This is usually due to quality/protection problems in our electronics, power supply, cables, etc. So if that’s the case, you shouldn’t turn it on and leave the default Bang-Bang mode that Marlin uses. A Mosfet will always isolate you from this type of problem , since it does not load the electronics with the consumption of the bed as we explained in the previous point.
How to extract K-P-I values
After mounting a 3D printer, and especially if it is a “custom” design, it is always recommended to perform a PID Tuning and then configure the values obtained in our printer. The test is very simple to carry out and will hardly cost you a few minutes. Also, if you are trying to “fine-tune” your printer it becomes an essential test.
By default in Marlin, the PIDTEMPBED option will be disabled. If you have a heated bed you should uncomment this option, as you can see in my Marlin configuration.
//=========================================================================== //====================== PID &amp;amp;amp;amp;amp;amp;amp;amp;amp;gt; Bed Temperature Control ====================== //=========================================================================== /** * PID Bed Heating * * If this option is enabled set PID constants below. * If this option is disabled, bang-bang will be used and BED_LIMIT_SWITCHING will enable hysteresis. * * The PID frequency will be the same as the extruder PWM. * If PID_dT is the default, and correct for the hardware/configuration, that means 7.689Hz, * which is fine for driving a square wave into a resistive load and does not significantly * impact FET heating. This also works fine on a Fotek SSR-10DA Solid State Relay into a 250W * heater. If your configuration is significantly different than this and you don't understand * the issues involved, don't use bed PID until someone else verifies that your hardware works. */ #define PIDTEMPBED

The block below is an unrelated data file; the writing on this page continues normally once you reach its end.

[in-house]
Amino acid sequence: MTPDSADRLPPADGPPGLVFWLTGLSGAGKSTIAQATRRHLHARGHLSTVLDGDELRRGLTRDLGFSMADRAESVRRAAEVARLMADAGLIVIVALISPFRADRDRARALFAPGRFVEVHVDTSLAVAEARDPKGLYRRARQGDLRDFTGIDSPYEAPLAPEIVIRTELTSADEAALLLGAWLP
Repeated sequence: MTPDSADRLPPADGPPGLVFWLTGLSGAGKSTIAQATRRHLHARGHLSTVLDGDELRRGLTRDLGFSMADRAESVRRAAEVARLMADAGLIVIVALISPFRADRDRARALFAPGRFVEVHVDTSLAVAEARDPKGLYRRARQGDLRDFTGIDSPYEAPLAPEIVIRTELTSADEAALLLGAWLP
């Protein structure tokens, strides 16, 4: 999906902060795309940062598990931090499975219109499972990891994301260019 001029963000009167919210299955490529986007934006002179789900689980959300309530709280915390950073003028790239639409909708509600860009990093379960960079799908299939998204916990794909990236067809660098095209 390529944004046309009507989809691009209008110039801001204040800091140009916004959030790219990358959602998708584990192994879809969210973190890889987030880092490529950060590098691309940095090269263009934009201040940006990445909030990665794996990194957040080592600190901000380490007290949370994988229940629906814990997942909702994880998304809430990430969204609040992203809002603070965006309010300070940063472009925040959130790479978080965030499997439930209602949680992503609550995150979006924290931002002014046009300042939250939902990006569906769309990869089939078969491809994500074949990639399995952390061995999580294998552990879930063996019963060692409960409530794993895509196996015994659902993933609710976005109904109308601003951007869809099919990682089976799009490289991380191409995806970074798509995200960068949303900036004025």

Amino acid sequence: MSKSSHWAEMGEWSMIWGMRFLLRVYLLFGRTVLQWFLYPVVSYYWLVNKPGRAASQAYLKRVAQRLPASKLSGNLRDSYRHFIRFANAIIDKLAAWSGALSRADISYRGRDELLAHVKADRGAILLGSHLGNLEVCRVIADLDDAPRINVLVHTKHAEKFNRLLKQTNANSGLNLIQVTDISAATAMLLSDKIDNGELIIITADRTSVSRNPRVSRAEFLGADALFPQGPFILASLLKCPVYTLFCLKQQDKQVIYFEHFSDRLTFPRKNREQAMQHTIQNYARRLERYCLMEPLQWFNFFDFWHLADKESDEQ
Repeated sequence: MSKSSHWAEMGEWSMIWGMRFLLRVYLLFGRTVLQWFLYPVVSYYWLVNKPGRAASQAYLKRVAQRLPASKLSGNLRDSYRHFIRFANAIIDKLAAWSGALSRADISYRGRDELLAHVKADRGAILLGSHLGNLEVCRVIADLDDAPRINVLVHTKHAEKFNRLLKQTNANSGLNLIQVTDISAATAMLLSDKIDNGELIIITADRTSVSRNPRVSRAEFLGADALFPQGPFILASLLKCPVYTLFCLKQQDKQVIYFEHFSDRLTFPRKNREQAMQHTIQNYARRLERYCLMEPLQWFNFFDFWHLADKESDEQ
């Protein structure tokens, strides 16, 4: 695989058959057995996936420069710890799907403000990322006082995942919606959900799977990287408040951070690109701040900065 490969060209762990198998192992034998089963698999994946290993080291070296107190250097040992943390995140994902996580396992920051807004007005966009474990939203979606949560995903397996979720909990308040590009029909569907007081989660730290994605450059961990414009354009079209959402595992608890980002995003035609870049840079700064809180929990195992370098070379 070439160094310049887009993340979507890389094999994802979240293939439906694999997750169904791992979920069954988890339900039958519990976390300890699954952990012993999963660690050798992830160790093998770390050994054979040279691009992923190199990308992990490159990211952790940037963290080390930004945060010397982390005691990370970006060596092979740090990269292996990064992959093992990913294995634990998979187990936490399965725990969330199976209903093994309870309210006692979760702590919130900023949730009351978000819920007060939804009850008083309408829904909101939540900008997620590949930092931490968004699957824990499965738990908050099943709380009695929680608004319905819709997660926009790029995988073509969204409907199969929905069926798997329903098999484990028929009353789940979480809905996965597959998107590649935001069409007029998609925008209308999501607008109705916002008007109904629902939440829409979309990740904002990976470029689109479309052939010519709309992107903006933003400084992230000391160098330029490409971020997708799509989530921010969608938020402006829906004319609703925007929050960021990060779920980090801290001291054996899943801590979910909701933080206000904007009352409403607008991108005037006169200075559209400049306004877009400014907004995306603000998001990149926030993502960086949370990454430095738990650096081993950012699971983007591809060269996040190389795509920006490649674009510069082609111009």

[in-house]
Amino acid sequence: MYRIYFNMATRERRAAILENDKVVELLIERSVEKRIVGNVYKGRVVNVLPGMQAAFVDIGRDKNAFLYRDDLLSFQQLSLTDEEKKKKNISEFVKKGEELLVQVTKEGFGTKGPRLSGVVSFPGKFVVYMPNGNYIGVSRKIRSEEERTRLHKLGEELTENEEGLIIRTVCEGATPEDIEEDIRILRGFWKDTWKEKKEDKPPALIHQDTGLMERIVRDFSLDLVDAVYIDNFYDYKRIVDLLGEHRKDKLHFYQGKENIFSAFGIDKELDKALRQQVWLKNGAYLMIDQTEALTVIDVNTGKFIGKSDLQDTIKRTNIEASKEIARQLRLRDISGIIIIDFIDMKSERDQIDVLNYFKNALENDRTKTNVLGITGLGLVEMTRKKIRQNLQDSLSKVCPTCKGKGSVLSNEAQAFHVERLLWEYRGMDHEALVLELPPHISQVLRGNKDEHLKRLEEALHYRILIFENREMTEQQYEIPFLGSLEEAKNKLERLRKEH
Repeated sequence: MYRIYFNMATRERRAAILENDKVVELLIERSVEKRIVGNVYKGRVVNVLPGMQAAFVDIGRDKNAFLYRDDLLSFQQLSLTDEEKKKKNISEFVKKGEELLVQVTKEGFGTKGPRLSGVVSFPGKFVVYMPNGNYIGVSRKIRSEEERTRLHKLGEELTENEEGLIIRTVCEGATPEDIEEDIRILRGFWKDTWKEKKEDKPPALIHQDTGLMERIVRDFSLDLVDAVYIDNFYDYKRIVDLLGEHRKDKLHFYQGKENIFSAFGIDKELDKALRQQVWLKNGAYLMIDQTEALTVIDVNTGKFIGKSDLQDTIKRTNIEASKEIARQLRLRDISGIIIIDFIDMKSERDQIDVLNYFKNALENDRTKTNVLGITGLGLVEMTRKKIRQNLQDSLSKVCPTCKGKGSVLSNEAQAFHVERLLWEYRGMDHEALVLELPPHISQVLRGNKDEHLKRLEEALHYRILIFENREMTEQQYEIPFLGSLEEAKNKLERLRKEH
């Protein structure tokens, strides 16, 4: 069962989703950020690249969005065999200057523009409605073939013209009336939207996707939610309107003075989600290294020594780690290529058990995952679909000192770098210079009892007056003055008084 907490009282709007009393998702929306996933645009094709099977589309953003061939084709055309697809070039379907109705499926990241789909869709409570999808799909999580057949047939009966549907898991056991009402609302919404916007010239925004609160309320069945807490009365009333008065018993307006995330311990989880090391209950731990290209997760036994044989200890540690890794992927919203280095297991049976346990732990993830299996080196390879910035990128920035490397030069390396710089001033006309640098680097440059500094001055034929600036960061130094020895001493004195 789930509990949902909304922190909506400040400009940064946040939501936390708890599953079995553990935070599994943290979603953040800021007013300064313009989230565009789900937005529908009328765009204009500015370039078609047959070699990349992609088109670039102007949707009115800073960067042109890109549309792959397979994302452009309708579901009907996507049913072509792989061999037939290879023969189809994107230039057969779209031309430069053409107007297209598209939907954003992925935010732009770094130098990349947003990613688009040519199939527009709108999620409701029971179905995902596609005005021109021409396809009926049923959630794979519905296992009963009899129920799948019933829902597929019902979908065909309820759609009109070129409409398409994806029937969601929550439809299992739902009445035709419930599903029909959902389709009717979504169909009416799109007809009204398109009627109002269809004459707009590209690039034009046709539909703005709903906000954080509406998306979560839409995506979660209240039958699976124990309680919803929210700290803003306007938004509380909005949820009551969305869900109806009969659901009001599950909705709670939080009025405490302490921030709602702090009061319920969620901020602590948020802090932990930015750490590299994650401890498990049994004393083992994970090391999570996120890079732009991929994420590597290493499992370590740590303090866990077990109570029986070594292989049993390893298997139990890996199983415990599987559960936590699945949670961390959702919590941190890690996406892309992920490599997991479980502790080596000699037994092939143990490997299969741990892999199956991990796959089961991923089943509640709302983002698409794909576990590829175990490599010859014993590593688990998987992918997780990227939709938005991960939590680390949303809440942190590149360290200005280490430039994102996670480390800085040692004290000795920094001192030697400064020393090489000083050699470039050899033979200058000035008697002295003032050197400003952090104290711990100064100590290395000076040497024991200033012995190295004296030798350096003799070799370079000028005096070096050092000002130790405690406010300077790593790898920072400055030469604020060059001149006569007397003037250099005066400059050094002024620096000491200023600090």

Once you have activated this parameter, you should calculate the correct values for your configuration and indicate exactly to Marlin the values obtained. In this way he will be able to use them correctly. You must write them a few lines below, as you can see below:
if ENABLED(PIDTEMPBED) //#define MIN_BED_POWER 0 //#define PID_BED_DEBUG // Sends debug data to the serial port. //120V 250W silicone heater into 4mm borosilicate (MendelMax 1.5+) //from FOPDT model - kp=.39 Tp=405 Tdead=66, Tc set to 79.2, aggressive factor of .15 (vs .1, 1, 10) #define DEFAULT_bedKp 347.77 #define DEFAULT_bedKi 48.46 #define DEFAULT_bedKd 623.90 //120V 250W silicone heater into 4mm borosilicate (MendelMax 1.5+) //from pidautotune //#define DEFAULT_bedKp 97.1 //#define DEFAULT_bedKi 1.41 //#define DEFAULT_bedKd 1675.16 // FIND YOUR OWN: "M303 E-1 C8 S90" to run autotune on the bed at 90 degreesC for 8 cycles. #endif // PIDTEMPBED